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OPED: How Grant helped South fight silent enemy
On April 9, 1865 Union General Ulysses Grant accepted the surrender of Robert E. Lee and the Confederate Army to end the Civil War. But it's also the day Grant, with an act of goodwill, started to help the South fight their silent enemy: hunger.
Grant's actions showed compassion and reason, something tragically lacking in many countries involved in civil wars today. Conflicts in South Sudan, Syria, Yemen, Central African Republic are no different than our own civil war in the sense that they have damaged agriculture and caused extreme hunger.
Millions of people are starving. These nations must end the fighting and act to help the small farmer who is the lifeblood of their food supply.
Back in 1865 the South was struggling with food shortages, that would only get worse. When Lee met Grant at Appomattox Court House in Virginia to surrender, help for agriculture was one the issues they discussed.
Grant, as stated in his memoirs, told Lee "I took it that most of the men in the ranks were small farmers. The whole country had been so raided by the two armies that it was doubtful whether they would be able to put in a crop to carry themselves and their families through the next winter without the aid of the horses they were then riding."
Realizing what disaster lie ahead without the capability to farm, Grant wrote “I would, therefore, instruct the officers I left behind to receive the paroles of his troops to let every man of the Confederate army who claimed to own a horse or mule take the animal to his home. Lee remarked again that this would have a happy effect.”
It turns out that the South was going to need every little bit of help it could get. The war damage was bad enough for food production, but coming down the pike would be drought. This put the South under the threat of famine for the next several years. Relief efforts sprung up in the North.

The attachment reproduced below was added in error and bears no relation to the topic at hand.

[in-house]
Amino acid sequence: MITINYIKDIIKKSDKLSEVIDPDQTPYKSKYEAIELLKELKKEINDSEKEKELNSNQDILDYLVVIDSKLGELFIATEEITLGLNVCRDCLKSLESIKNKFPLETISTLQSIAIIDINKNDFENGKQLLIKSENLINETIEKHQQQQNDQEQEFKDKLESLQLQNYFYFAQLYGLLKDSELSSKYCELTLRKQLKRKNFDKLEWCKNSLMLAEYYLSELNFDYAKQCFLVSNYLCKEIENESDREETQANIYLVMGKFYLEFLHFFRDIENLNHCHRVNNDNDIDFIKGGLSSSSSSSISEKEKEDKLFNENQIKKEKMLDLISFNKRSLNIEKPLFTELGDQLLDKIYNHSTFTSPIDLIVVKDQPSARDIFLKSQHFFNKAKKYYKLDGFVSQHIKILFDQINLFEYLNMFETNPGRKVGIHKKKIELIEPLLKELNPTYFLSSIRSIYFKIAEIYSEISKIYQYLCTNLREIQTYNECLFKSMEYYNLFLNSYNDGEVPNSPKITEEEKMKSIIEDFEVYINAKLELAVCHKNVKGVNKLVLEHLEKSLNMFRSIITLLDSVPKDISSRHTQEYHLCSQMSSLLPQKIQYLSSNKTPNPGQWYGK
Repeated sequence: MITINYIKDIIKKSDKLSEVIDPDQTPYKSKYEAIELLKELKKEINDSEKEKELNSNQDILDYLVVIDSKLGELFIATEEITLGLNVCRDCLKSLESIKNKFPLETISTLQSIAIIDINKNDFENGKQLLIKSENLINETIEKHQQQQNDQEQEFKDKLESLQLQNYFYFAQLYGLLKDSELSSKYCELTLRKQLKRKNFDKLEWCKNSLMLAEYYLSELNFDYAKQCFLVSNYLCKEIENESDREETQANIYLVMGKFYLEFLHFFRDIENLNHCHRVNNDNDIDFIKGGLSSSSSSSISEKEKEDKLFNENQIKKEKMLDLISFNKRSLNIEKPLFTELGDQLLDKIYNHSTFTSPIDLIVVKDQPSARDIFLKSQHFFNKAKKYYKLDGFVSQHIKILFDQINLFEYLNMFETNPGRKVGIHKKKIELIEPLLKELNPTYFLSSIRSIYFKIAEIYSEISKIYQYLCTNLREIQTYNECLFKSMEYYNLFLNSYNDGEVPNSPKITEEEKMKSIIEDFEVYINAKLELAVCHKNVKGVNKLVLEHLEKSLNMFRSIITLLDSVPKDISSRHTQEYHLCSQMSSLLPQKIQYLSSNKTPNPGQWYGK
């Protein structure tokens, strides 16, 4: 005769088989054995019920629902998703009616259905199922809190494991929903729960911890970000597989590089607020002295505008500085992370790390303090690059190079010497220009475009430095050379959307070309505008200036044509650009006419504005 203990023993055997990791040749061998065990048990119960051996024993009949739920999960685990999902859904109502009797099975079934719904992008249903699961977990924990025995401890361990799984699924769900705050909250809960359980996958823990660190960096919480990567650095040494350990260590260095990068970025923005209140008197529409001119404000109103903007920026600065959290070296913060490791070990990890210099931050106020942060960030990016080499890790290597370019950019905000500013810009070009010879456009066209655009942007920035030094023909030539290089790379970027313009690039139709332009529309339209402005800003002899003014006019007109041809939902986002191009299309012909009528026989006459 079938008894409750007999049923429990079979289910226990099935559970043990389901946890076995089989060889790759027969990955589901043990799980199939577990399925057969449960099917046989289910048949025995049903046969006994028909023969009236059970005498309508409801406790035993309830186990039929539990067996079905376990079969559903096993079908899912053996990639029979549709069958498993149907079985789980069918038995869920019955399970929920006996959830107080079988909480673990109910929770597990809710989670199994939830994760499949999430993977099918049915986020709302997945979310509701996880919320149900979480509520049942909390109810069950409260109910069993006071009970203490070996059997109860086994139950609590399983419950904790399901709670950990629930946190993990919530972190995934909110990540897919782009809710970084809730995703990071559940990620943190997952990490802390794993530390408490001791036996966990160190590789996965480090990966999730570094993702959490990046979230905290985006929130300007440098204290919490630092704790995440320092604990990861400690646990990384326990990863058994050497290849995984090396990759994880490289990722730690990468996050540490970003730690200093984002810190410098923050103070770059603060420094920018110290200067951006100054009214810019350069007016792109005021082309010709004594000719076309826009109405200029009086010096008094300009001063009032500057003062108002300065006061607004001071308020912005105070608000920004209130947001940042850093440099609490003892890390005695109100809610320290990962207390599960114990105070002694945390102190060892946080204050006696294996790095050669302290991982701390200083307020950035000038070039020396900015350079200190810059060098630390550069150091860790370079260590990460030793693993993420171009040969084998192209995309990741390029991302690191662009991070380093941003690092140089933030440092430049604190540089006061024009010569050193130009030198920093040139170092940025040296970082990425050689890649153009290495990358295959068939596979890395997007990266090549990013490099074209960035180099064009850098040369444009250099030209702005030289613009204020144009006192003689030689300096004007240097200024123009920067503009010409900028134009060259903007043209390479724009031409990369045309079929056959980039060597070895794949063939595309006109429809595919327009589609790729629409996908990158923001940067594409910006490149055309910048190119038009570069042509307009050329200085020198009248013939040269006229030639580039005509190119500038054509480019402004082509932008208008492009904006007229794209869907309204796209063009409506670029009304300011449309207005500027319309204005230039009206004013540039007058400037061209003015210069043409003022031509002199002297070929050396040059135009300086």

John Welsh, who was heading a meeting for Southern Famine Relief in Philadelphia, said, "there comes a cry to us from a part of our own land, in the sunny South, whose plains and valleys and hillsides, who have been hitherto the abode of luxury- the cry of want- of famine! ...who will not give of his store, cheerfully, whether it be much, or whether it be little."
Donations poured in to help feed the South. But much more would be needed. Major General Oliver Howard wrote to Grant asking for his help getting food supplies “to prevent extreme want in the Southern and Southwestern states.”
Grant wrote to Congress urging the provision of these supplies, which were approved in early 1868.
Civil war and famine in our country is a thing of the past. But for many countries it is the horror of the present. The UN World Food Program says that 60 percent of the world's hungry live in conflict affected areas.
In South Sudan, a civil conflict has severely damaged agriculture. Jerry Farrell, of Catholic Relief Services in South Sudan, explains “The deleterious effects have been dramatic, especially starting in August 2016. At that time, the war extended to the three Equatorian states, the “green belt” of South Sudan. Due to climate, soil, and geography, these areas have for centuries been the highly productive agricultural belt of the nation. However, starting the second half of 2016, farmers in these areas were not able to plant.”
South Sudan must end the fighting, so they can get on with the difficult process of restoring agriculture. It will take years to do so. The government and opposition leaders must come to an agreement or they will continue to leave their country at risk of famine.
As we remember the end of our own civil war, let’s not forget the many nations still living their national nightmare. Peace talks will hopefully bring these conflicts to an end. Consideration of the farmer must be paramount in these negotiations as they were between Grant and Lee. This is the only way to prevent more famine and give nations hope for real peace.
— William Lambers is an author who partnered with the UN World Food Program and Catholic Relief Services on the book Ending World Hunger. He writes on History News Network, the Hill and other news outlets.